Bahawalnagar

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Bahawalnagar
Urdu: بہاولنگر
City
Bahawalnagar.jpg
Bahawalnagar is located in Punjab, Pakistan
Bahawalnagar
Bahawalnagar
Bahawalnagar is located in Pakistan
Bahawalnagar
Bahawalnagar
Location of Bahawalnagar
Coordinates: 29°59′34″N 73°15′13″E / 29.99278°N 73.25361°E / 29.99278; 73.25361Coordinates: 29°59′34″N 73°15′13″E / 29.99278°N 73.25361°E / 29.99278; 73.25361
Country Pakistan
Province Punjab
District Bahawalnagar
Tehsil Bahawalnagar
Union councils 118
Area[1]
 • Total 1,729 km2 (668 sq mi)
Elevation 163 m (535 ft)
Population (1998)[1]
 • Total 542,000
 • Estimate (June 2013)[2] 2,662,000
 • Density 310/km2 (810/sq mi)
Time zone PST (UTC+5)
 • Summer (DST) +6 (UTC)

Bahawalnagar (Punjabi, Urdu: بہاولنگر‎), is the capital city of Bahawalnagar District situated in the south east region in the Punjab province of Pakistan. The town of Bahawalnagar is the headquarter of the district and tehsil as well.[3] Old name of Bahawalnagar was Rojanwali/Ubbha. It was named Bahawalnagar in 1904 after Bahawal Khan V, the ruler of the Bahawalpur state comprising the present districts of Bahawalpur, Bahawalnagar and Rahim Yar Khan.[4] It is 192 miles south of Lahore and about 120 miles east of Bahwalpur. River Sutlej passes on the northern side at a distance of about 6 miles.[5]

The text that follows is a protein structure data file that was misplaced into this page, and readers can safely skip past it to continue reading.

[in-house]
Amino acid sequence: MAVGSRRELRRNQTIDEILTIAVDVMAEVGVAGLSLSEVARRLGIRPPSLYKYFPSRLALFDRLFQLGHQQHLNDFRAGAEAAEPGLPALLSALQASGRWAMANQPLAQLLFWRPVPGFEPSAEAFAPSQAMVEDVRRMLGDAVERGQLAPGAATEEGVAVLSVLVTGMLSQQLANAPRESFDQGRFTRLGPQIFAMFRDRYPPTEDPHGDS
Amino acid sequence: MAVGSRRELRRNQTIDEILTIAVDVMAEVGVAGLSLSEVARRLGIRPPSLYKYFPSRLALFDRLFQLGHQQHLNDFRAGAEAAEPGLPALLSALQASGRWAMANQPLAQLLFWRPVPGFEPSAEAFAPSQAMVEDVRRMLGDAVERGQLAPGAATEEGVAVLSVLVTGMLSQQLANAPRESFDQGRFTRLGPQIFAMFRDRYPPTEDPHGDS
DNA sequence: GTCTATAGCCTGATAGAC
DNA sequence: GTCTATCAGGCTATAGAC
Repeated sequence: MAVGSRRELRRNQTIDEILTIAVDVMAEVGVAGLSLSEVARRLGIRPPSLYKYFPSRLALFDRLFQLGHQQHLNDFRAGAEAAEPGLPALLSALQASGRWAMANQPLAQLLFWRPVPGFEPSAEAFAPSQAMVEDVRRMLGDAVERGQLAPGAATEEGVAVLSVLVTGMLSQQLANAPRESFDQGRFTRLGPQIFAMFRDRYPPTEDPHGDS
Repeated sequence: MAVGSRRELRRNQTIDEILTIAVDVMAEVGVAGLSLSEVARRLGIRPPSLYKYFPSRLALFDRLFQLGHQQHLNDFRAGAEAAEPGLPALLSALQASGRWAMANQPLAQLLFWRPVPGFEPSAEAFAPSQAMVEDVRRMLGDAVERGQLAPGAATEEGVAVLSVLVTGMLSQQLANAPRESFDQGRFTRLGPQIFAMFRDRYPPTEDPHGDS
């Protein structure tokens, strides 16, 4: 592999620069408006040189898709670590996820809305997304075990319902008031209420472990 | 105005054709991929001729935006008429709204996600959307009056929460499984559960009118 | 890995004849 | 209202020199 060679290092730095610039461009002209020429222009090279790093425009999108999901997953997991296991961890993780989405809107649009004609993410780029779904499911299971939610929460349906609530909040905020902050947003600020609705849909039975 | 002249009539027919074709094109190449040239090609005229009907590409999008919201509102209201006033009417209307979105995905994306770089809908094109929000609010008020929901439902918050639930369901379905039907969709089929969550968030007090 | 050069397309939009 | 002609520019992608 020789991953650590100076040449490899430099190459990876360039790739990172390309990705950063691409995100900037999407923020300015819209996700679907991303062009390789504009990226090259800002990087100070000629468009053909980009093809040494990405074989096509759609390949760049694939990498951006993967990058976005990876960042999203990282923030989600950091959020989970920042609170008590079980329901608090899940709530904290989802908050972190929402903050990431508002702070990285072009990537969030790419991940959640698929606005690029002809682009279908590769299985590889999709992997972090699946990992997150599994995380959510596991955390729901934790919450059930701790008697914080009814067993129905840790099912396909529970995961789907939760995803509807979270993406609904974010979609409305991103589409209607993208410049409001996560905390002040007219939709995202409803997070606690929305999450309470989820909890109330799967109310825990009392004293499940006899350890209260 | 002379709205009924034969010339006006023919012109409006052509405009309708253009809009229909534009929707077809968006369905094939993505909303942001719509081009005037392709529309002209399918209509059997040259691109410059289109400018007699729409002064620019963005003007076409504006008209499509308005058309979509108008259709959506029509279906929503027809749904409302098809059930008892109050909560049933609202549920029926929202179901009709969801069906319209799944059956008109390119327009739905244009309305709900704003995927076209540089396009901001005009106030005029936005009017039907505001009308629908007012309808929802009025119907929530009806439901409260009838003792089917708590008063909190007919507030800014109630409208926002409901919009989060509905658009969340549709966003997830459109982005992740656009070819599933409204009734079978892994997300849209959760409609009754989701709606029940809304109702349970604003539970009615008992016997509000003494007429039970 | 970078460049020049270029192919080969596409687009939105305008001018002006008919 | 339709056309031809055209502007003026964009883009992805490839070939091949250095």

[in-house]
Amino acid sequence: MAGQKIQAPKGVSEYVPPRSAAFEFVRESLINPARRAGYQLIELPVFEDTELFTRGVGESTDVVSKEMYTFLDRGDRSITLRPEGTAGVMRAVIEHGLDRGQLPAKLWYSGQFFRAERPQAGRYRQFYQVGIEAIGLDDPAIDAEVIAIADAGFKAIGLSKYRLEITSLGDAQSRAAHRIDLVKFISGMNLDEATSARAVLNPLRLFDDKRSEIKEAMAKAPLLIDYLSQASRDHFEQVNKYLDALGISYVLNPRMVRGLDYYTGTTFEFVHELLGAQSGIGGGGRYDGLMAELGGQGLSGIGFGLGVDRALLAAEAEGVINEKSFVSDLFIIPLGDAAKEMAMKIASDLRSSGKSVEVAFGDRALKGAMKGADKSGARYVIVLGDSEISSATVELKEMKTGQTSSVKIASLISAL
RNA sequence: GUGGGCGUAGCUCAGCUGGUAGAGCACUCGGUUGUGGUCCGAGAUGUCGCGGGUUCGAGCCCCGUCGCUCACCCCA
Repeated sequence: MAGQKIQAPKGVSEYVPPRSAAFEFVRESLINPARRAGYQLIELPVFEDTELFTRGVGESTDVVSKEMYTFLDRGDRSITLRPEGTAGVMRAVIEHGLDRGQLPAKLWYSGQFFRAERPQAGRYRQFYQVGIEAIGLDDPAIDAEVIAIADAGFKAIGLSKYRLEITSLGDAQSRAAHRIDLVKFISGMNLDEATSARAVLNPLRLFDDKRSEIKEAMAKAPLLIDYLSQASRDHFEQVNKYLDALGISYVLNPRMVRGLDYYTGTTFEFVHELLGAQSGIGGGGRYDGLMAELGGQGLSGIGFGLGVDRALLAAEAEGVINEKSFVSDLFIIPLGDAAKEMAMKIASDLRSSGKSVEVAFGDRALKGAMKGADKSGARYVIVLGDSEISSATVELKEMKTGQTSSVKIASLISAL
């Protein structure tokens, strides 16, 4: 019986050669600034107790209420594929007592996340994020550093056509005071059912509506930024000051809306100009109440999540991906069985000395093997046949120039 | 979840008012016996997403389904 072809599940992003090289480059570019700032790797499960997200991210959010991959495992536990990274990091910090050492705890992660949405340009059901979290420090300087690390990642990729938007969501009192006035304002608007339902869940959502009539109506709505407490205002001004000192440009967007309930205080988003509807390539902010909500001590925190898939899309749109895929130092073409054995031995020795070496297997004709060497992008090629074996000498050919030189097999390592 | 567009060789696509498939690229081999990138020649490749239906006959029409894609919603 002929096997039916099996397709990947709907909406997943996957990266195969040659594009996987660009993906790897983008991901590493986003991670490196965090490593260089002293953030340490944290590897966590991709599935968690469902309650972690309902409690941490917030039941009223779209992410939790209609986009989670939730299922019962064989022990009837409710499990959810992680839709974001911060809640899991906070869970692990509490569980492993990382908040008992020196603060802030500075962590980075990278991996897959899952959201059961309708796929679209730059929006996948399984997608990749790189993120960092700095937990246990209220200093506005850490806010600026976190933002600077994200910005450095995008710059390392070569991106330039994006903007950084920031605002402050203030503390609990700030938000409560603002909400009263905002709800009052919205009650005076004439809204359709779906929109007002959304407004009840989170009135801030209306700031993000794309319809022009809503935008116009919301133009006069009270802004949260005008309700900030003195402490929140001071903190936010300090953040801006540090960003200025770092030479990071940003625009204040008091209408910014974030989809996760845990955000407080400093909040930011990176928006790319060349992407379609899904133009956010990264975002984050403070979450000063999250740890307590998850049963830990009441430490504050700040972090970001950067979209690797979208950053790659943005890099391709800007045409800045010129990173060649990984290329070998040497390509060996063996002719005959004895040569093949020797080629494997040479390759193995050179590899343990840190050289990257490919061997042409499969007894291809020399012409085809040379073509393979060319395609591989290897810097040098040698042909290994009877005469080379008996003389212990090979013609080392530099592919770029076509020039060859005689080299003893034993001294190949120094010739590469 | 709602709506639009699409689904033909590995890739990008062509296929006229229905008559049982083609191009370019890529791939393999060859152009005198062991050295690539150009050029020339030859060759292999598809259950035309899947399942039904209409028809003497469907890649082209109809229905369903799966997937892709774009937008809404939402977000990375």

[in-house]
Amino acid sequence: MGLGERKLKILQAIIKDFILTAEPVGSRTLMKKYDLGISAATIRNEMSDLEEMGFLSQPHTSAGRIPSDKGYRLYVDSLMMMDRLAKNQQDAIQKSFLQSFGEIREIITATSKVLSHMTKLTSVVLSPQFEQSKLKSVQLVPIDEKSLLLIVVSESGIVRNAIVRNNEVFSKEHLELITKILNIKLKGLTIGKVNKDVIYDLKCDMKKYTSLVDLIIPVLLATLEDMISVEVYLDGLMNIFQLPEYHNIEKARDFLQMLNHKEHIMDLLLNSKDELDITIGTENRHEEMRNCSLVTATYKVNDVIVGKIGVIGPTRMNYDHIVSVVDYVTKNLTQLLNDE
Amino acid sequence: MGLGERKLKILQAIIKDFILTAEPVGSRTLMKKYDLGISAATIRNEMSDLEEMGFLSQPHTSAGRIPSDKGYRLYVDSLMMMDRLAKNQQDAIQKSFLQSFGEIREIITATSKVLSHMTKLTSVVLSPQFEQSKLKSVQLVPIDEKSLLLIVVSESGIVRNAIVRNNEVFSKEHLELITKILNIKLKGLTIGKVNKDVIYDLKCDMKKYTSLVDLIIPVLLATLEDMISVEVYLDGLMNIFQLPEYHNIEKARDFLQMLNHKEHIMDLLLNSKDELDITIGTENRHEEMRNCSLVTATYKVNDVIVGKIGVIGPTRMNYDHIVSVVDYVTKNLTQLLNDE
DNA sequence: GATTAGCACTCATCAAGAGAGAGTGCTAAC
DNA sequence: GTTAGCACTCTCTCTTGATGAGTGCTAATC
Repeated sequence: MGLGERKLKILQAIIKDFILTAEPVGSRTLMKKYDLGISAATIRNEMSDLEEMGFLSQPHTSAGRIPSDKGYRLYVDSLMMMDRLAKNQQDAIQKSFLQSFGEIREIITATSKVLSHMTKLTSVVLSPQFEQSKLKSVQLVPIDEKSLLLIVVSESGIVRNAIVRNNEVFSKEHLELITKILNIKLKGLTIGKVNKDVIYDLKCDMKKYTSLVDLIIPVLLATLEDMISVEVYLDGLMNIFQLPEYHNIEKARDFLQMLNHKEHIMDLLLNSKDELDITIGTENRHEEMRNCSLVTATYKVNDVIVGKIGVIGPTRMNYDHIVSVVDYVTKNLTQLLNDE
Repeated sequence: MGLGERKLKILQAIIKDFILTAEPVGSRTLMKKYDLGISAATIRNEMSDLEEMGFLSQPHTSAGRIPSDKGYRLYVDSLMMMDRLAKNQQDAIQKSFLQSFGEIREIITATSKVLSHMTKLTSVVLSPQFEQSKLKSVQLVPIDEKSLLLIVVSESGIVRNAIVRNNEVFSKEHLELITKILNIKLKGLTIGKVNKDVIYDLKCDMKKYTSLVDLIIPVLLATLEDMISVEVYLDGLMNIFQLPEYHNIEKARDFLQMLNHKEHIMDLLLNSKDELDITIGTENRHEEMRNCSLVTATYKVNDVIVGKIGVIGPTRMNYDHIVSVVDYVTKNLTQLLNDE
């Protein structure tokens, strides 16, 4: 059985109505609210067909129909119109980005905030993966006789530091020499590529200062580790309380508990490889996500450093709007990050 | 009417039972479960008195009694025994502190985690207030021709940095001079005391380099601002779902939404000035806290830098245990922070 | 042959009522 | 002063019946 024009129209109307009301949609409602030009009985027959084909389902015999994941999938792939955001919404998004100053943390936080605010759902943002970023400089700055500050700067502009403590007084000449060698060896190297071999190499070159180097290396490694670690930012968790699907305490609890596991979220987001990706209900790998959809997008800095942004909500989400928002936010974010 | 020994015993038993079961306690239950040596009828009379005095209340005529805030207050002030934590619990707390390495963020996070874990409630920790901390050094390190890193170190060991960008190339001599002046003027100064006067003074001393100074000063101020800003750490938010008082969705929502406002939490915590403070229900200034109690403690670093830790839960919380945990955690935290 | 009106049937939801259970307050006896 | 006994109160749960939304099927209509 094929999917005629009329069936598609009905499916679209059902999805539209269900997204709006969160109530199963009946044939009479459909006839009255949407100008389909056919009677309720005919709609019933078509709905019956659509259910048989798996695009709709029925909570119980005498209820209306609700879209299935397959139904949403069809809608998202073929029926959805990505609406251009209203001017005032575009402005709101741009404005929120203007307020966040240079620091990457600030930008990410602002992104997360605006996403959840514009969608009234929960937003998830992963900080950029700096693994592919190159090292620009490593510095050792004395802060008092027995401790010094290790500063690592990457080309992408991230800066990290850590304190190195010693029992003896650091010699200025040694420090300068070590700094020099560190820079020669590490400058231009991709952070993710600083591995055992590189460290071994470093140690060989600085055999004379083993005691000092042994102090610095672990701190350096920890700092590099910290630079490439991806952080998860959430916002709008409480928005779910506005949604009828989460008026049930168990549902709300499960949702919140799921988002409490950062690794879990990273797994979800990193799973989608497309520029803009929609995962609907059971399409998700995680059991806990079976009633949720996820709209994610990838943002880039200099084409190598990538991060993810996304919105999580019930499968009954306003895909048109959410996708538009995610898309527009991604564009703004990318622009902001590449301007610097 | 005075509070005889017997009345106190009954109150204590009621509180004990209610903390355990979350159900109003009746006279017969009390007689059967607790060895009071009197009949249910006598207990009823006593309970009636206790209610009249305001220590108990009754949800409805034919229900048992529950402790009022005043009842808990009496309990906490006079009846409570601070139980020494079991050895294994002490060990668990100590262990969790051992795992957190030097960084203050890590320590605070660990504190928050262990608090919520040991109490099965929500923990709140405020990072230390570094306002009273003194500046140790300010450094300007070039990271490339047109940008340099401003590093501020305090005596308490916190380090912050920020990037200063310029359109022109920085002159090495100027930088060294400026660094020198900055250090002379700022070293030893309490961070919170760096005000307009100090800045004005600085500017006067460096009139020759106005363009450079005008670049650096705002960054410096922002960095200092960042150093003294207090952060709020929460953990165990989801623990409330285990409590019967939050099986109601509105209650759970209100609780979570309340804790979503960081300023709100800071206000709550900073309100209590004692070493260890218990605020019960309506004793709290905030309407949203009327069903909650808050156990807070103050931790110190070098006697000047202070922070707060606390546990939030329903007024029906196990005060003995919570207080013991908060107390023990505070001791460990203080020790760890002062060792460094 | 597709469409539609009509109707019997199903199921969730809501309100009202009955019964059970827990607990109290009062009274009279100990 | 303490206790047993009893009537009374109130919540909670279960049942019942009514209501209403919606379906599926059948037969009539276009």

History[edit]